T. canicularis has a green pronotal collar, green markings on its pronotum, and at least some, if not all, orange colors on its mesonotum (where the M is on the cicada’s back). T. canicularis sounds like (to me at least) a circular saw buzzing through a plank in wood in a neighbor’s garage.

Imagine that you are a farmer waking just before dawn and seeing the first signs of Sirius, the Dog Star, and then later in the day, hearing T. canicularis singing away in the trees surrounding your fields. Those two signs are signals that summer is reaching its peak, and harvest will start soon enough.

T. canicularis can be found in the following states and provinces: AR, CT, DC, IL, IN, IA, KS, ME, MB, MD, MA, MI, MN, MO, NE, NB, NH, NJ, NY, NC, ND, NS, OH, ON, PA, PE, QC, RI, SC, SD, TN, VT, VA, WV, WI.

Here is a screen capture of the computer app Stellarium, with Canis Major and Sirius rising above the horizon before dawn.

Sirius rising

If you’re interested in stars, check out Stellarium. It is free.

Visit the Songs of Insects site for a nice photo and sound file of the Dog Day cicada. Also by their book Songs of Insects – is is inexpensive and comes with a CD.

September 5, 2006

An interesting question about Tibicen idenitfication

Filed under: Paul Krombholz,Tibicen — Tags: , — Dan @ 2:52 pm

Paul Krombholz has an interesting question about Tibicen identification.

In Kathy Hill’s picture of 18 species, T. canicularis looks quite different from T. davisi, but I have at least one T. davisi, captured in my back yard, that looks very similar to three canicularis individuals I caught in Northern Illinois a couple of weeks ago. The canicularis individuals all have the white “hip” spots and none of my davisi have them have them. T. davisi has a slightly larger head. The big question is, What features reliably distinguish the two species considering all the variety seen within species?

Tibicen davisi

August 26, 2006

Variation in Tibicen davisi

Filed under: Paul Krombholz,Tibicen — Tags: , — Dan @ 10:20 am

Paul Krombholz has discovered some interesting variations in the Tibicen davisi cicadas. I’m quoting Paul’s email in its entirety below.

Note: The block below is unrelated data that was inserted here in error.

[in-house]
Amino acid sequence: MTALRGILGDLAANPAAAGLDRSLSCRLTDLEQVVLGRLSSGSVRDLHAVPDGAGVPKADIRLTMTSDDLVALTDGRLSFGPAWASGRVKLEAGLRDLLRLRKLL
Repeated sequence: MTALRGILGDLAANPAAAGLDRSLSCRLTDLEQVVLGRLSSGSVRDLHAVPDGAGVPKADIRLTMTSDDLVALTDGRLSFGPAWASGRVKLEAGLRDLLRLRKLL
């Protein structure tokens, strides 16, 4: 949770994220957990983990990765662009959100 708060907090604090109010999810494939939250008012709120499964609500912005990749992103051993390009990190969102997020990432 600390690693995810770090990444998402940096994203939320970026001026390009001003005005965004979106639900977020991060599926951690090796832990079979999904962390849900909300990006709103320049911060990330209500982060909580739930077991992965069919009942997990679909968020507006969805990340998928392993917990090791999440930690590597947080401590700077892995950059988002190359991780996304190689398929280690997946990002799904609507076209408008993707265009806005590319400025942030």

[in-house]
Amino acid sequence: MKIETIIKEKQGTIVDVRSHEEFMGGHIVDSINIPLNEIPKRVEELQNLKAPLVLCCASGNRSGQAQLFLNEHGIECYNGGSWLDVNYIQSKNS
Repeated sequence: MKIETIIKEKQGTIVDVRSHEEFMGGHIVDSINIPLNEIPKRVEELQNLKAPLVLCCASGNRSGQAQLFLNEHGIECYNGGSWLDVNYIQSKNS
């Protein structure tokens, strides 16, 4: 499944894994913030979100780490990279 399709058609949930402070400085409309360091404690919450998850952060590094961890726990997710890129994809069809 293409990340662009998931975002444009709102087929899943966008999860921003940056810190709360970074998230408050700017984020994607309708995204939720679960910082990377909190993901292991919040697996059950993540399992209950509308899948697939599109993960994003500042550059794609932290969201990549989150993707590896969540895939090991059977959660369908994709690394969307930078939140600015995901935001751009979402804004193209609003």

Here is the composite photo showing variation in Tibicen davisi. The
additional one I wanted to add turned out not to be as dark as I thought,
but it has a different pattern. All these came from the trees in my
backyard in central Mississippi this season. Colors on the dorsal (top)
side vary from dark brown to green. Perhaps the most typical is the “olive”
one in the middle. On the ventral (bottom) side, the black abdominal stripe
varies from very wide to non-existent. Variation in the size of the black
abdominal stripe is not related to the color on the dorsal side, as I have
seen absolutely no abdominal stripe on both a greenish one and a very dark
brown one.

Davis described a variety of T. davisi—T davisi var. hardeni—which has
little or no abdominal stripe. However, it also has darkening next to the
wing veins of the seven marginal cells as in T. superbus
(http://static.flickr.com/31/60751246_f60d00e2a9.jpg?v=0), While its upper
side is “less rusty” than the typical T. davisi, its underside is also
green. (Dr. Alan Sanborn, personal communication). Since my examples only
vary as to the “greenness” of the upper side and to the size of the
abdominal stripe, none of them fit completely the description of var.
hardeni. If anyone finds a T. davisi that meets the description of var.
hardeni, I think Dr. Sanborn would like to know about it.

Variation in Tibicen davisi